Sebastien Aguilar, a Dubai resident who heads the non-profit investment community SimplyFI.org, says money is a “key pillar” to a “happy and fulfilled life”, alongside health, relationships and well-being. Progress in any of these make your life better, he says, while deficiencies in any area can “make you suffer”.
Having an emergency fund of three to six months’ worth of expenses allows savers to be prepared for unfortunate events, to have better relationships as you never have to ask for money, to take more risks and to be “more authentic and true to your values”, he says. And once you have “the capacity to take care of yourself”, savings can even help you take care of others around you or to support global causes.
Mental health counsellor Resha Erheim says money provides “a sense of safety and security” in a life filled with uncertainty, as the source of “economical survival”.
Hypnotherapist Anna Yates, the founder of Dubai’s Mind Solutions, agrees, saying that money may be the root of all evil but it is also essential for both survival and well-being. When it runs too short to meet basic needs, people start to visualise worse-case scenarios, she says, such as losing respect and social status, not being able to support a family and even homelessness and starvation.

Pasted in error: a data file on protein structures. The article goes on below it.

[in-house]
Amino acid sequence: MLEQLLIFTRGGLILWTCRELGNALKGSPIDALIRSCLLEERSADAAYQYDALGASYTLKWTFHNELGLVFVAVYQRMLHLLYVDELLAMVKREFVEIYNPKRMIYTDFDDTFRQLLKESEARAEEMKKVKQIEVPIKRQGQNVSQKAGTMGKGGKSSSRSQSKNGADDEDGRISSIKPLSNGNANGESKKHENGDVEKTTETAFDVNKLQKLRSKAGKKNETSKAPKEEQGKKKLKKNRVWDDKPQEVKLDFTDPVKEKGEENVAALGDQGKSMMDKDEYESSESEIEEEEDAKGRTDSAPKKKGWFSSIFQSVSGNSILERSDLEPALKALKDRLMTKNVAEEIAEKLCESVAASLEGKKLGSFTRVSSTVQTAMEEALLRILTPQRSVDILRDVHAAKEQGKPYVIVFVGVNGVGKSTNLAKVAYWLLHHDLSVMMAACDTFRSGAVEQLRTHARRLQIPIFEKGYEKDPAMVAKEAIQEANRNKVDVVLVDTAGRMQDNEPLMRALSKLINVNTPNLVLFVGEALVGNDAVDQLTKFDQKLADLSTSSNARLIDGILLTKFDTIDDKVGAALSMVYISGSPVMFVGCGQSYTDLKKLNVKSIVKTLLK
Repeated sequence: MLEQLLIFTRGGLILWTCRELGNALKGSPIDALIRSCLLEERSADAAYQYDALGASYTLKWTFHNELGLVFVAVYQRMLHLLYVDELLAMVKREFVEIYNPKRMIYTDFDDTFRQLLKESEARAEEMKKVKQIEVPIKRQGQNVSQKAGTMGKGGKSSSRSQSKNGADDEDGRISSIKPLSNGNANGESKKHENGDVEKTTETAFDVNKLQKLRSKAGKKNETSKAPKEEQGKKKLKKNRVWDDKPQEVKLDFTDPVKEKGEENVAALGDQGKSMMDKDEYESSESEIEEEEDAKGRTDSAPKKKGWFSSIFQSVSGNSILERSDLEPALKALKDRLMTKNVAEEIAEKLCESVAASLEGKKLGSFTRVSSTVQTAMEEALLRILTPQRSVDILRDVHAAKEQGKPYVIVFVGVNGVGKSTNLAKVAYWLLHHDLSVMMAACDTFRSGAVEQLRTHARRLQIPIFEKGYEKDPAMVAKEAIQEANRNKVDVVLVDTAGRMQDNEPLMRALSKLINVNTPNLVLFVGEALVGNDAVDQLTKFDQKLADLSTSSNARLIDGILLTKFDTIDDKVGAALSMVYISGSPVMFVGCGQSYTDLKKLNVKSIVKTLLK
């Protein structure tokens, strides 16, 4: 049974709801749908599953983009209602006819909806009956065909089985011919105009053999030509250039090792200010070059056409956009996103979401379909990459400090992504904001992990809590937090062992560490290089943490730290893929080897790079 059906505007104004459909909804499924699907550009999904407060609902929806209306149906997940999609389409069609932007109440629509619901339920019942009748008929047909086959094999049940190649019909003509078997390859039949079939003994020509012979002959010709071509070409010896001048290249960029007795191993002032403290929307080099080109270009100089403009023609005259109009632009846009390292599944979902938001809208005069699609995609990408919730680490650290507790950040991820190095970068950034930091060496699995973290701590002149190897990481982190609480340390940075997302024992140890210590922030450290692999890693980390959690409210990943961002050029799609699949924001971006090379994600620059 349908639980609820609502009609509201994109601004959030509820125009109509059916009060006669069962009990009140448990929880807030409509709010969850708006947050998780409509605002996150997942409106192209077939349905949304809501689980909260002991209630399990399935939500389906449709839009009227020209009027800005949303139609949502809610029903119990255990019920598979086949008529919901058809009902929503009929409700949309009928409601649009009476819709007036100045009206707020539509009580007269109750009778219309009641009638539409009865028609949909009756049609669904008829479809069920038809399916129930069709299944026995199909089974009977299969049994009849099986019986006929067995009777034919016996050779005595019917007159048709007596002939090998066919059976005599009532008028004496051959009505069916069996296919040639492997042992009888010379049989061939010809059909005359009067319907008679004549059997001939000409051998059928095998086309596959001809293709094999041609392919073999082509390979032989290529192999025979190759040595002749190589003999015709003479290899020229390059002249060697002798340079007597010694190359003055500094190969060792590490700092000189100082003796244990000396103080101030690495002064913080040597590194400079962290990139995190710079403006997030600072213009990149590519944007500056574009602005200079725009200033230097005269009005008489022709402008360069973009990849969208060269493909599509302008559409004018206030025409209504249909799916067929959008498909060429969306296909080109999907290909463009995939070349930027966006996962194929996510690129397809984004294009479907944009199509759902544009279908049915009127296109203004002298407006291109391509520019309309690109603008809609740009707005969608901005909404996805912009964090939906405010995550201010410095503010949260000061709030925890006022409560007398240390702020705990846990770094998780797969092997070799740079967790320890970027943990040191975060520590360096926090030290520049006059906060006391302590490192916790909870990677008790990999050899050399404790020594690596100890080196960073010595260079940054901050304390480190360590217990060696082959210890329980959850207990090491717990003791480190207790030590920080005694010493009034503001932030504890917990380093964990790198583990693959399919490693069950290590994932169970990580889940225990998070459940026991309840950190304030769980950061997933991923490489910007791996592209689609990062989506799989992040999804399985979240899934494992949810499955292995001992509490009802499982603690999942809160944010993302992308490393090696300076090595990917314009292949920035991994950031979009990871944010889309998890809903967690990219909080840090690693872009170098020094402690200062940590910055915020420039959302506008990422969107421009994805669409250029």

The mind then releases hormones to “enable us to fight, flee or freeze”, which causes “confusion in our minds and bodies, and mayhem with our sleep and health”. Putting a plan in place will “mentally reassure our subconscious mind that all is fine”.
That has certainly been the case for Sorcha Coyle, 32, an Irish teacher who has lived in Dubai for three years and in the Gulf for seven. She says it was seeing her father lose his job in construction during the recession, just after buying an investment property, and watching her mother struggle to pay two mortgages on a teacher’s salary that spurred her on to save.
She set a goal of €100,000 (Dh412,554) and broke it down into annual, monthly and weekly goals. She has now bought two properties, a four-bedroom house in Ireland she bought for cash and a three-bedroom apartment in Spain. She already rents the Irish house out and plans to renovate the Spanish apartment this summer and rent it out too. She has also sent money home to help her parents out. She recently set up a Facebook community, Empowering Expat Teachers, to help other teachers with their finances.